Budget 2014: Energy investment must prevail

In the upcoming Budget, the Chancellor must place investment in energy at the centre of his priorities if the UK's economic growth is to continue. Mark Stewart outlines the measures required to create confidence amongst investors and the areas where clarity is needed.

The CBI was absolutely right in its warning that the UK’s long-term energy investment needs must be balanced against the costs borne by businesses and households. If the Chancellor has considered the following when developing his Budget, businesses could prosper and progress to a low-carbon economy.

The Carbon Price Floor

Businesses across the utilities and manufacturing sectors have been calling for the Chancellor to respond to the UK’s Carbon Price Floor (CPF) due to the impact it is having on their energy investment needs. The CPF, which places a ratcheting minimum cost on carbon to try to reduce usage, has risen significantly in recent months, putting UK manufacturers at a disadvantage compared with their overseas rivals. We need to see this being levelled in a way that encourages low carbon transition without excluding industrial companies from competing in the wider market.


For investors to be prepared to commit the necessary sums of money for long periods of time, the Budget must build long-term confidence with investors that new power stations, especially low-carbon sources like nuclear power and renewables, will lead to acceptable levels of profit. In particular, the offshore wind industry requires clear support, especially in the subsidy regime where the price needs to be set at a realistic level to unlock investment and growth.

The Chancellor must also give a firm view which addresses the warning lights pointing to a large investment gap in green finance. With investments currently running at less than half of the £200 billion needed in energy infrastructure by 2020, the time for action is now. Strengthening of the Green Investment Bank is being called for along with a joined-up strategy, which is backed by funding and runs to 2030. In addition, the Government must vote for binding national renewables targets at EU Council.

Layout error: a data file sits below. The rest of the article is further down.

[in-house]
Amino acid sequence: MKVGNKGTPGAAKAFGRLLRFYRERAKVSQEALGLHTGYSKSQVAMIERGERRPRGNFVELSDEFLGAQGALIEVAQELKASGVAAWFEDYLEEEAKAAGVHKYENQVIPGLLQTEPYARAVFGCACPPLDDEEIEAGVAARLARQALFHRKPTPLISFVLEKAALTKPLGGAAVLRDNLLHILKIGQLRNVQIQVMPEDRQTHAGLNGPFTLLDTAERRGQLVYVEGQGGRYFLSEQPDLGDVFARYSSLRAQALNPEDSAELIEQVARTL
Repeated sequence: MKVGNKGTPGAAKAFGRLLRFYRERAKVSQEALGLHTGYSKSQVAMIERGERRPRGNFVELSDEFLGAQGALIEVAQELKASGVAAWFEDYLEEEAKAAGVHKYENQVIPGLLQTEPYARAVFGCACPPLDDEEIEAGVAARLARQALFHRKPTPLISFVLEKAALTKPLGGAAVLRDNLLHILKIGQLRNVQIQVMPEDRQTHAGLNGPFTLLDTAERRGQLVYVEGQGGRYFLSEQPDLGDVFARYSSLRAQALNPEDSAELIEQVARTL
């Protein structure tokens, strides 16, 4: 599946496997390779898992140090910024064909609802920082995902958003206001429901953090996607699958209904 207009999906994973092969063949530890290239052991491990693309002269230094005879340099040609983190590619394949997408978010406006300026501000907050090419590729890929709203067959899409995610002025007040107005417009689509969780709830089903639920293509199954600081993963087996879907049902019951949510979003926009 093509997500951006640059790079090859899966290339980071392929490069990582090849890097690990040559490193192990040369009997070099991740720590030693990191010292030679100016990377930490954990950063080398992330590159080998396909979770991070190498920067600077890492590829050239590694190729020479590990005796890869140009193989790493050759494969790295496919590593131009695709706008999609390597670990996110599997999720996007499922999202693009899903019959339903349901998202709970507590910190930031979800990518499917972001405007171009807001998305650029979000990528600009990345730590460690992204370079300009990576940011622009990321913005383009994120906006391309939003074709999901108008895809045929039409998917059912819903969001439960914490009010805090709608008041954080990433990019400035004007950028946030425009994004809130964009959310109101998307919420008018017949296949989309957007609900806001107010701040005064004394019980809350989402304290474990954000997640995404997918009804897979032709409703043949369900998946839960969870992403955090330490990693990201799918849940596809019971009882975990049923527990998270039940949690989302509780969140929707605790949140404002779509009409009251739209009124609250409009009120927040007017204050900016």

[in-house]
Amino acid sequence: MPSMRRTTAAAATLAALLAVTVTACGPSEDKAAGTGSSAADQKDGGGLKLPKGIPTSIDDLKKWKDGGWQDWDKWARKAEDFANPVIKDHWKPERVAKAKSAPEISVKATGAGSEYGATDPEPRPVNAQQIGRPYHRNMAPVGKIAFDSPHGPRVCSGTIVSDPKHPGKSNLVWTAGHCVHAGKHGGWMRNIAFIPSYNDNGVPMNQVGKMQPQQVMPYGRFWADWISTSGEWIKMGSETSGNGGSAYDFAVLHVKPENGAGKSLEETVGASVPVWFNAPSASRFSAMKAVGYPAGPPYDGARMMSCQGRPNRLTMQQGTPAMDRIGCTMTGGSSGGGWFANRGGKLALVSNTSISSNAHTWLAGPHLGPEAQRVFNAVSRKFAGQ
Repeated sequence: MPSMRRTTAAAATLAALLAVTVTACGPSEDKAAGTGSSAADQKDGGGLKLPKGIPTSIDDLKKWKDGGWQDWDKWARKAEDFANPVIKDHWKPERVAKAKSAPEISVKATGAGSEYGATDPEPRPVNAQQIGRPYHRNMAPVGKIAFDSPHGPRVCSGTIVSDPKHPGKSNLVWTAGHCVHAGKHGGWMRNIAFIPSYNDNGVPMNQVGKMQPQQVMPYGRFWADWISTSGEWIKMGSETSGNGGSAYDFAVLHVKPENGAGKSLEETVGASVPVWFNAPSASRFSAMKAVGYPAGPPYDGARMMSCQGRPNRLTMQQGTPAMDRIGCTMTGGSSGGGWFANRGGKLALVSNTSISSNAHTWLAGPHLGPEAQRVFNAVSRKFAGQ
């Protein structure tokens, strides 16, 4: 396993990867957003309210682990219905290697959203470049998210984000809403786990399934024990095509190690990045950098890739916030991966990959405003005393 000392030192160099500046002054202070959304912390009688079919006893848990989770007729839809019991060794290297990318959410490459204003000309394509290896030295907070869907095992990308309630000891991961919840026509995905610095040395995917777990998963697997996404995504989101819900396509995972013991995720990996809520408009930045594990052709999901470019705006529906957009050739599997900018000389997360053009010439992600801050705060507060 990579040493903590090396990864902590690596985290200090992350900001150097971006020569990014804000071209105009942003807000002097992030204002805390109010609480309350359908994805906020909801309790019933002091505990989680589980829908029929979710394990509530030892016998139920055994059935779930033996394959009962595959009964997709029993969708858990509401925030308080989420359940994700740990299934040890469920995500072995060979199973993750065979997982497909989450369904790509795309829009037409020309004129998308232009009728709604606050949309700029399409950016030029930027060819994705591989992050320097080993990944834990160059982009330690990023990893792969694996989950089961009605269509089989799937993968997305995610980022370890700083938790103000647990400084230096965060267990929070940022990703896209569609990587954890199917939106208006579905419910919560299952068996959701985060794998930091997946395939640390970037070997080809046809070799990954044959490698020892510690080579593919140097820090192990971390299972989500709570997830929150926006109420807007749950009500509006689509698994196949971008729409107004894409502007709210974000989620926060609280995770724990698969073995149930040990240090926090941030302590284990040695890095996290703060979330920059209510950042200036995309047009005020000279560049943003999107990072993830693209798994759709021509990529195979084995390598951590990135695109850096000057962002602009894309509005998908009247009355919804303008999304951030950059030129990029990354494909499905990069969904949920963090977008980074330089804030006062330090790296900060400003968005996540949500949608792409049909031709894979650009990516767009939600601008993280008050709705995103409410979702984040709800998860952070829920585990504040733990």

Electricity Market Reform

Our energy infrastructure is aging and electricity demand is increasing – that’s a fact. But in order for the UK electricity sector to meet its £110 billion capital investment need, for plant closures and replacing and upgrading the UK’s electricity infrastructure, a few key measures must be addressed:

Further insight into the Renewables Obligation transition toward long-term contracts in the form of the Feed-in Tariff: Contract for Difference (FiT CfD). There is an expectation that they will provide clear and stable revenue streams attractive to investors – but is that actually happening?

Further insight into the rationale for the Carbon Price Floor. Currently, its aim is to encourage investment in low carbon generation by acting as a disincentive for electricity generators to use more polluting coal, gas and oil fired stations – but why is this not happening in practice?

A clearer timeline around the Emissions Performance Standard is to be set at an annual limit equivalent to 450g of carbon dioxide per kWh generated for new power stations. For this, the Chancellor needs to outline the timeline for Carbon Capture and Storage technology.

Further direction and clarity around a capacity mechanism for generators is needed. Two possible options have been suggested – a targeted mechanism focused on capacity which is used in extreme circumstances only, or a market-wide mechanism where all providers are given incentives to offer reliable capacity.

An update on the new institutional framework operating at arm’s length from the government to administer, among other elements, FiT CfDs and the capacity based mechanism. Such new institutions will need to be accountable, independent, credit worthy, technically expert, commercially and financially skilled, and value for money.

The new framework would be designed to increase investor confidence in the operation of the market by ensuring that necessary resources are available, reducing any perceived interference of the government in how the market is operating from day to day (or year to year), while making clear that the government will continue to be responsible for setting policy.

In relation to market liquidity, the Chancellor needs to address the barriers to companies wanting to get involved in the electricity market in the UK and focuses on the low level of liquidity in the electricity wholesale market. The need for liquidity is of particular importance in the context of the FiT CfDs which depend, to a large extent, on there being enough competing companies for the market to work efficiently.

The challenge which underlies and complicates energy policy is the rarity of finding any single policy that delivers on all of these requirements at the same time. In addition, over time the relative importance of each requirement can change. But the future of power generation is absolutely critical and ultimately, if the UK is to remain a leading destination for investment in low-carbon electricity, the Chancellor must take action now.

Mark Stewart is head of energy at built asset consultancy EC Harris

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